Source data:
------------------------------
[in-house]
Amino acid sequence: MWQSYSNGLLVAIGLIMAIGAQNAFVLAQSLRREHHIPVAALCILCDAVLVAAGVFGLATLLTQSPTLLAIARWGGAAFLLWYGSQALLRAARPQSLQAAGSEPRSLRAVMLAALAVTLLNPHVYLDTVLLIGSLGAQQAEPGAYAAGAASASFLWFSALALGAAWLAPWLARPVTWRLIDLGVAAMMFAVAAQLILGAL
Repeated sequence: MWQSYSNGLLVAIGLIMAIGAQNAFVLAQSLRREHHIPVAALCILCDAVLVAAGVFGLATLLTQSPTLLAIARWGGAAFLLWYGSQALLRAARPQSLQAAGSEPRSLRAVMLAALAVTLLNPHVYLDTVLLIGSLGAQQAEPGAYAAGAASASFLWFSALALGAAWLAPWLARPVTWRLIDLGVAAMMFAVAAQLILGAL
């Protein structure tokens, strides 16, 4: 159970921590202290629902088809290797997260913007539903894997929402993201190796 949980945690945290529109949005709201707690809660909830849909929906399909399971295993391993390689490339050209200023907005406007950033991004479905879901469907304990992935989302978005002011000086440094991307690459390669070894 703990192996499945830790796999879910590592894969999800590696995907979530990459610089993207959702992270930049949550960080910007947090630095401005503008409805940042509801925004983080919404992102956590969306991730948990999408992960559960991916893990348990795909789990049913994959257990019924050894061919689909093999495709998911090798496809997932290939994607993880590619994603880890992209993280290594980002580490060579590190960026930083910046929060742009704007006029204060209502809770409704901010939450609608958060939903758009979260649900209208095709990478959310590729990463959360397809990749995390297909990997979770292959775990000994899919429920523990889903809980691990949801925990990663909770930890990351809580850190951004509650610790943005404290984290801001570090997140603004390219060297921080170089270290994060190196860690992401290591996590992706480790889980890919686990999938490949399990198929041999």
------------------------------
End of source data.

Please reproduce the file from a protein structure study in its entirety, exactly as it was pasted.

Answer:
[in-house]
Amino acid sequence: MWQSYSNGLLVAIGLIMAIGAQNAFVLAQSLRREHHIPVAALCILCDAVLVAAGVFGLATLLTQSPTLLAIARWGGAAFLLWYGSQALLRAARPQSLQAAGSEPRSLRAVMLAALAVTLLNPHVYLDTVLLIGSLGAQQAEPGAYAAGAASASFLWFSALALGAAWLAPWLARPVTWRLIDLGVAAMMFAVAAQLILGAL
Repeated sequence: MWQSYSNGLLVAIGLIMAIGAQNAFVLAQSLRREHHIPVAALCILCDAVLVAAGVFGLATLLTQSPTLLAIARWGGAAFLLWYGSQALLRAARPQSLQAAGSEPRSLRAVMLAALAVTLLNPHVYLDTVLLIGSLGAQQAEPGAYAAGAASASFLWFSALALGAAWLAPWLARPVTWRLIDLGVAAMMFAVAAQLILGAL
């Protein structure tokens, strides 16, 4: 159970921590202290629902088809290797997260913007539903894997929402993201190796 949980945690945290529109949005709201707690809660909830849909929906399909399971295993391993390689490339050209200023907005406007950033991004479905879901469907304990992935989302978005002011000086440094991307690459390669070894 703990192996499945830790796999879910590592894969999800590696995907979530990459610089993207959702992270930049949550960080910007947090630095401005503008409805940042509801925004983080919404992102956590969306991730948990999408992960559960991916893990348990795909789990049913994959257990019924050894061919689909093999495709998911090798496809997932290939994607993880590619994603880890992209993280290594980002580490060579590190960026930083910046929060742009704007006029204060209502809770409704901010939450609608958060939903758009979260649900209208095709990478959310590729990463959360397809990749995390297909990997979770292959775990000994899919429920523990889903809980691990949801925990990663909770930890990351809580850190951004509650610790943005404290984290801001570090997140603004390219060297921080170089270290994060190196860690992401290591996590992706480790889980890919686990999938490949399990198929041999």